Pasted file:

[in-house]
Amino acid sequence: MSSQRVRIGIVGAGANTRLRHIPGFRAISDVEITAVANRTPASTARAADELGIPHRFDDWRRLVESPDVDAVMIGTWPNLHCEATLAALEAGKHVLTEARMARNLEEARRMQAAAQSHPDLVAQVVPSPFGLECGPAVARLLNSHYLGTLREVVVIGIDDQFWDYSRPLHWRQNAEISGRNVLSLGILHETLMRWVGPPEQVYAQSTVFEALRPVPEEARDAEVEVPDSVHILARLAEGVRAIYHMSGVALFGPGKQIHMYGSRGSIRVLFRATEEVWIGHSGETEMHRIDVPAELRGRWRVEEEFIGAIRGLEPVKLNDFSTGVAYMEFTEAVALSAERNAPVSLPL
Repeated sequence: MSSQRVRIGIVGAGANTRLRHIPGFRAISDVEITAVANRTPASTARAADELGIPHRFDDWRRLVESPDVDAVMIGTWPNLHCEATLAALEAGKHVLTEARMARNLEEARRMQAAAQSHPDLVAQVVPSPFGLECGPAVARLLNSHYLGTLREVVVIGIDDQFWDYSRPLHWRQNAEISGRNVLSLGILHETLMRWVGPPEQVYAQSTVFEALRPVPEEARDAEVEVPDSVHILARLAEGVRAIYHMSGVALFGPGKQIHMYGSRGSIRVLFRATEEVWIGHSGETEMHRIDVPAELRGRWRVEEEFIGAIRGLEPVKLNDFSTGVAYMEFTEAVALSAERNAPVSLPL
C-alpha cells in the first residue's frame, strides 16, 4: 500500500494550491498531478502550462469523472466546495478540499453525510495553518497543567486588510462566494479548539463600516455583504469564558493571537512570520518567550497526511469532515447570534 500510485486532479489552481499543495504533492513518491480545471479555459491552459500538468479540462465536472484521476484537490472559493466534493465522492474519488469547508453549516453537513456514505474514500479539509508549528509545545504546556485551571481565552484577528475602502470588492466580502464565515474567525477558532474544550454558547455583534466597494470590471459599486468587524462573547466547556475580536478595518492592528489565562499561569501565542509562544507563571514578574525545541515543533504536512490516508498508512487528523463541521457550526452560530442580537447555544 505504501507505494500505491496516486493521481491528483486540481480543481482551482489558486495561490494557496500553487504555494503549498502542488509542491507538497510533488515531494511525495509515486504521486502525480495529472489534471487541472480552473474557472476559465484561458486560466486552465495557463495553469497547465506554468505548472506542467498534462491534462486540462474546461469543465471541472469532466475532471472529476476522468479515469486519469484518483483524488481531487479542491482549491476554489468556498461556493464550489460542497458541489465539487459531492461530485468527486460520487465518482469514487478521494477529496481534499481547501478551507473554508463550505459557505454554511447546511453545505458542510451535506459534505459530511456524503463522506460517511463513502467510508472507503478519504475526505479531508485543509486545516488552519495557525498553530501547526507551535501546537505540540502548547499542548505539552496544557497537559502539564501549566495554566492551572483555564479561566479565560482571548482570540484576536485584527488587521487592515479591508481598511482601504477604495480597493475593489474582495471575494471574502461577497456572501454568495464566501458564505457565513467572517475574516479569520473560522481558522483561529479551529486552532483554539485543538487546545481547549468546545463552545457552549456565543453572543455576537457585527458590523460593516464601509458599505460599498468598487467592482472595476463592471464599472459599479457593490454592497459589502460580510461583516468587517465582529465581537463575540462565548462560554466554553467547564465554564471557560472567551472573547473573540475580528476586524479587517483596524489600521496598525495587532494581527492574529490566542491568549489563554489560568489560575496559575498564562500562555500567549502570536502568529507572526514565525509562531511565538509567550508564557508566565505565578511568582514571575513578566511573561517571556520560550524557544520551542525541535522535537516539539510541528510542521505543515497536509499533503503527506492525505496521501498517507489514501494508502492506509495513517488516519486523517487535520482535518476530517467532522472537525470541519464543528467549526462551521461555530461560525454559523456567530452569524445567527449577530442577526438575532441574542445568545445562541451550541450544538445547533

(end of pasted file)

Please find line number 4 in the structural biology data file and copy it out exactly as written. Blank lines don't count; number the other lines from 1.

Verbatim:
C-alpha cells in the first residue's frame, strides 16, 4: 500500500494550491498531478502550462469523472466546495478540499453525510495553518497543567486588510462566494479548539463600516455583504469564558493571537512570520518567550497526511469532515447570534 500510485486532479489552481499543495504533492513518491480545471479555459491552459500538468479540462465536472484521476484537490472559493466534493465522492474519488469547508453549516453537513456514505474514500479539509508549528509545545504546556485551571481565552484577528475602502470588492466580502464565515474567525477558532474544550454558547455583534466597494470590471459599486468587524462573547466547556475580536478595518492592528489565562499561569501565542509562544507563571514578574525545541515543533504536512490516508498508512487528523463541521457550526452560530442580537447555544 505504501507505494500505491496516486493521481491528483486540481480543481482551482489558486495561490494557496500553487504555494503549498502542488509542491507538497510533488515531494511525495509515486504521486502525480495529472489534471487541472480552473474557472476559465484561458486560466486552465495557463495553469497547465506554468505548472506542467498534462491534462486540462474546461469543465471541472469532466475532471472529476476522468479515469486519469484518483483524488481531487479542491482549491476554489468556498461556493464550489460542497458541489465539487459531492461530485468527486460520487465518482469514487478521494477529496481534499481547501478551507473554508463550505459557505454554511447546511453545505458542510451535506459534505459530511456524503463522506460517511463513502467510508472507503478519504475526505479531508485543509486545516488552519495557525498553530501547526507551535501546537505540540502548547499542548505539552496544557497537559502539564501549566495554566492551572483555564479561566479565560482571548482570540484576536485584527488587521487592515479591508481598511482601504477604495480597493475593489474582495471575494471574502461577497456572501454568495464566501458564505457565513467572517475574516479569520473560522481558522483561529479551529486552532483554539485543538487546545481547549468546545463552545457552549456565543453572543455576537457585527458590523460593516464601509458599505460599498468598487467592482472595476463592471464599472459599479457593490454592497459589502460580510461583516468587517465582529465581537463575540462565548462560554466554553467547564465554564471557560472567551472573547473573540475580528476586524479587517483596524489600521496598525495587532494581527492574529490566542491568549489563554489560568489560575496559575498564562500562555500567549502570536502568529507572526514565525509562531511565538509567550508564557508566565505565578511568582514571575513578566511573561517571556520560550524557544520551542525541535522535537516539539510541528510542521505543515497536509499533503503527506492525505496521501498517507489514501494508502492506509495513517488516519486523517487535520482535518476530517467532522472537525470541519464543528467549526462551521461555530461560525454559523456567530452569524445567527449577530442577526438575532441574542445568545445562541451550541450544538445547533